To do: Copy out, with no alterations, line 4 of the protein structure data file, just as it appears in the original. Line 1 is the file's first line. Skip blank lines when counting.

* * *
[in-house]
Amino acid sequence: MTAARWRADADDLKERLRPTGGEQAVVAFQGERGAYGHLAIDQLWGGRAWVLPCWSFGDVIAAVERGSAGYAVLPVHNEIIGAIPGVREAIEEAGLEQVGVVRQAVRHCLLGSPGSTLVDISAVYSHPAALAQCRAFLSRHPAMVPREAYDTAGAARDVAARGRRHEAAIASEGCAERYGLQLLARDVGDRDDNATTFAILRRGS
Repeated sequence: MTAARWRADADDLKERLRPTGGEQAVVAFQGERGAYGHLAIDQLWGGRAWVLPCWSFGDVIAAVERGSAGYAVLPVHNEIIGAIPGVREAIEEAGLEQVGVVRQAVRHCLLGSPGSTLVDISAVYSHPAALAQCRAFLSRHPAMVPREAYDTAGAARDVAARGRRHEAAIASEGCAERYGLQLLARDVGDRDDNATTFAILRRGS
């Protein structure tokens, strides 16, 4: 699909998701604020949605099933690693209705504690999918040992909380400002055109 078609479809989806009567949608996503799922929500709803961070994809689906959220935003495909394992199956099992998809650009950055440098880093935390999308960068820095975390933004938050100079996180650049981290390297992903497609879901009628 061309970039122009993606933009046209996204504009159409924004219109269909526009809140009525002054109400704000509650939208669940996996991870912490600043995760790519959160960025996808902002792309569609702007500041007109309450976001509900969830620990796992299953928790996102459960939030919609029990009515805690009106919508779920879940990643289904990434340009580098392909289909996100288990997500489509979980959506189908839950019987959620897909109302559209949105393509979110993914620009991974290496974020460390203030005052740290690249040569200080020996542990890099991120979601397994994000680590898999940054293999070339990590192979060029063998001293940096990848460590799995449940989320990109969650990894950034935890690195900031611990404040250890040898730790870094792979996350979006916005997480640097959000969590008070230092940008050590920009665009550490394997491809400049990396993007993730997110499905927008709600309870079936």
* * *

């Protein structure tokens, strides 16, 4: 699909998701604020949605099933690693209705504690999918040992909380400002055109 078609479809989806009567949608996503799922929500709803961070994809689906959220935003495909394992199956099992998809650009950055440098880093935390999308960068820095975390933004938050100079996180650049981290390297992903497609879901009628 061309970039122009993606933009046209996204504009159409924004219109269909526009809140009525002054109400704000509650939208669940996996991870912490600043995760790519959160960025996808902002792309569609702007500041007109309450976001509900969830620990796992299953928790996102459960939030919609029990009515805690009106919508779920879940990643289904990434340009580098392909289909996100288990997500489509979980959506189908839950019987959620897909109302559209949105393509979110993914620009991974290496974020460390203030005052740290690249040569200080020996542990890099991120979601397994994000680590898999940054293999070339990590192979060029063998001293940096990848460590799995449940989320990109969650990894950034935890690195900031611990404040250890040898730790870094792979996350979006916005997480640097959000969590008070230092940008050590920009665009550490394997491809400049990396993007993730997110499905927008709600309870079936």